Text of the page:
There are temperate places on Earth where, looking through the forest canopy toward the night sky, one would find in the shadows vines clinging to crenated bark, moss hanging limp from branches, and hints of the heavens piercing heavy, moist air. Tonight, however, an upward glance from our sleeping bags reveals green arches, Jamesway blankets flapping in the wind, and an upside-down wardrobe of layers. Moments ago we were onions of polypropylene leggings and undershirts, silk socks, wool socks, Thinsulate glove liners and Gore-Tex glove shells, wind pants, briefs (not boxers), knickers, hats, gaiters, goggles, a Big Red parka, and bunny boots. Unwashed and unkempt, the outerwear is sprayed with the ocean, their fringes crusted in white. The innerwear is likewise moist, although sweat - being more organic than seawater - thankfully fails to encrust. We inhale dry desert air laden with Taylor Valley dust, and exhale the taste of instant decaf mixed with cocoa. Geologists, biologists, artists, and divers - eight souls on board a tiny camp at the edge of the world.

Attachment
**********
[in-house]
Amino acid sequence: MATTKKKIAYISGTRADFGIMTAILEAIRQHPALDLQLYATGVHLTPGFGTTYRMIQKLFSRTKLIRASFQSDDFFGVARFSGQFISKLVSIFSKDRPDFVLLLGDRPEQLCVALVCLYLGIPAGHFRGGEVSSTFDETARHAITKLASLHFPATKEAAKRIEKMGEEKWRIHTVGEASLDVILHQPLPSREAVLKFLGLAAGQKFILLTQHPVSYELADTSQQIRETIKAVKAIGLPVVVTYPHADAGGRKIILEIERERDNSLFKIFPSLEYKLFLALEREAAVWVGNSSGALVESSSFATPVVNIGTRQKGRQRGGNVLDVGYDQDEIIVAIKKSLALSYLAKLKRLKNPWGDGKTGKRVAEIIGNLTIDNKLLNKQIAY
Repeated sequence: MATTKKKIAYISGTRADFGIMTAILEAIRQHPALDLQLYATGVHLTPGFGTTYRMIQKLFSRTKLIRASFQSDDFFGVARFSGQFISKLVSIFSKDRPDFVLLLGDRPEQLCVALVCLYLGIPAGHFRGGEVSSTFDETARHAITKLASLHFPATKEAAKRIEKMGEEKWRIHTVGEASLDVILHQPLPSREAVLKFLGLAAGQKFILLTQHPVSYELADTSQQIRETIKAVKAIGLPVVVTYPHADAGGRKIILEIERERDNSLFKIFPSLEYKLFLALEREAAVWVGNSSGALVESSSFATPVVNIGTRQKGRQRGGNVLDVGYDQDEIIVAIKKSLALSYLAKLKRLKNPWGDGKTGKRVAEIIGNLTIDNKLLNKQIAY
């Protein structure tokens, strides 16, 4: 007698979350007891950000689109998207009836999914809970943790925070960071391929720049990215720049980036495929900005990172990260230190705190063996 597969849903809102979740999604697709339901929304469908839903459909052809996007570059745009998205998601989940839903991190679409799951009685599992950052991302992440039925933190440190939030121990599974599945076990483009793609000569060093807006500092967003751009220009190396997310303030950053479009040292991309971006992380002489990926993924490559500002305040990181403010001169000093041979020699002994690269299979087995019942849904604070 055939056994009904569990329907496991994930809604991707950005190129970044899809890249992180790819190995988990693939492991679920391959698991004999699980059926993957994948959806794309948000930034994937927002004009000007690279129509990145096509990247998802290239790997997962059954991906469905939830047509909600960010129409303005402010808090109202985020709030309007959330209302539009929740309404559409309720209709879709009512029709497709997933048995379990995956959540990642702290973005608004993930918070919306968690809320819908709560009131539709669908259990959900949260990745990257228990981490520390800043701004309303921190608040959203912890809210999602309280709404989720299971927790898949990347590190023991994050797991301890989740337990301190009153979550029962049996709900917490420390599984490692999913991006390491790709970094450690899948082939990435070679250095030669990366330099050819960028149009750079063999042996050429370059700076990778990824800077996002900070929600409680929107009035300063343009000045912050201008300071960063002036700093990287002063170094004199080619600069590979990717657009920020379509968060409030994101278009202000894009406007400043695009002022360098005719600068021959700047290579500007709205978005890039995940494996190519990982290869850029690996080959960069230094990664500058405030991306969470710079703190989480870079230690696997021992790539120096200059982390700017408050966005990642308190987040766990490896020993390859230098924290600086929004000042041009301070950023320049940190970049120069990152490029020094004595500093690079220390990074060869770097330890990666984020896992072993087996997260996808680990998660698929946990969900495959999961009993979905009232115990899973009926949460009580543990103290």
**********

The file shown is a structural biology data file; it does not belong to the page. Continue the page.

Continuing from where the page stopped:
The layers sway as the Jamesway tosses and turns in the wind. Overhead are the thrashing sounds of flags made by schoolchildren, mounted on bamboo poles now bent by the katabatic wind. Their thrumming warns of danger and spawns thoughts of home. Will cargo straps fail and launch barrels through the tent? Will loves fail and pierce our hearts? We share smiles as our insulation holds, our isolation fades, and our workday is closed by sleep.
We relish a nighttime of sunshine at Explorers Cove, Antarctica.